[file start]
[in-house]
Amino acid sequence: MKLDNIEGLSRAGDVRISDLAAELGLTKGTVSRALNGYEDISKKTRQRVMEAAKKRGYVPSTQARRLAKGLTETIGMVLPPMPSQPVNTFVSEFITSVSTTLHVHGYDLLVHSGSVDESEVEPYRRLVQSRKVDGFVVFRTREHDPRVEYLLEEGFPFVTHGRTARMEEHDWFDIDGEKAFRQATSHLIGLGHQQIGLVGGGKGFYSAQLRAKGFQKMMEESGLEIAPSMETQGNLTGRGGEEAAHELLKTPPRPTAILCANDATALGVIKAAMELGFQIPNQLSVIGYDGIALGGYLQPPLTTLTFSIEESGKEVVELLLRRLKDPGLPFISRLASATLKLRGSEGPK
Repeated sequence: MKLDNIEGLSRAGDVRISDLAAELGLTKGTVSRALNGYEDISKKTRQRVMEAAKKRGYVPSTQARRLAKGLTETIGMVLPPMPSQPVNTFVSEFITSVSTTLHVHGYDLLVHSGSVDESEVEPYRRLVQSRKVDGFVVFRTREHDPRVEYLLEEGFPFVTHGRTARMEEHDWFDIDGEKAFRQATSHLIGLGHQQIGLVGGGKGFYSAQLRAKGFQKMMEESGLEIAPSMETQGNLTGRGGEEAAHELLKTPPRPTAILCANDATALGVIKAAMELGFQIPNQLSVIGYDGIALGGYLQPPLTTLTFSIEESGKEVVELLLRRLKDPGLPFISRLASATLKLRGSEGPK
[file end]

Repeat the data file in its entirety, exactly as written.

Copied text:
[in-house]
Amino acid sequence: MKLDNIEGLSRAGDVRISDLAAELGLTKGTVSRALNGYEDISKKTRQRVMEAAKKRGYVPSTQARRLAKGLTETIGMVLPPMPSQPVNTFVSEFITSVSTTLHVHGYDLLVHSGSVDESEVEPYRRLVQSRKVDGFVVFRTREHDPRVEYLLEEGFPFVTHGRTARMEEHDWFDIDGEKAFRQATSHLIGLGHQQIGLVGGGKGFYSAQLRAKGFQKMMEESGLEIAPSMETQGNLTGRGGEEAAHELLKTPPRPTAILCANDATALGVIKAAMELGFQIPNQLSVIGYDGIALGGYLQPPLTTLTFSIEESGKEVVELLLRRLKDPGLPFISRLASATLKLRGSEGPK
Repeated sequence: MKLDNIEGLSRAGDVRISDLAAELGLTKGTVSRALNGYEDISKKTRQRVMEAAKKRGYVPSTQARRLAKGLTETIGMVLPPMPSQPVNTFVSEFITSVSTTLHVHGYDLLVHSGSVDESEVEPYRRLVQSRKVDGFVVFRTREHDPRVEYLLEEGFPFVTHGRTARMEEHDWFDIDGEKAFRQATSHLIGLGHQQIGLVGGGKGFYSAQLRAKGFQKMMEESGLEIAPSMETQGNLTGRGGEEAAHELLKTPPRPTAILCANDATALGVIKAAMELGFQIPNQLSVIGYDGIALGGYLQPPLTTLTFSIEESGKEVVELLLRRLKDPGLPFISRLASATLKLRGSEGPK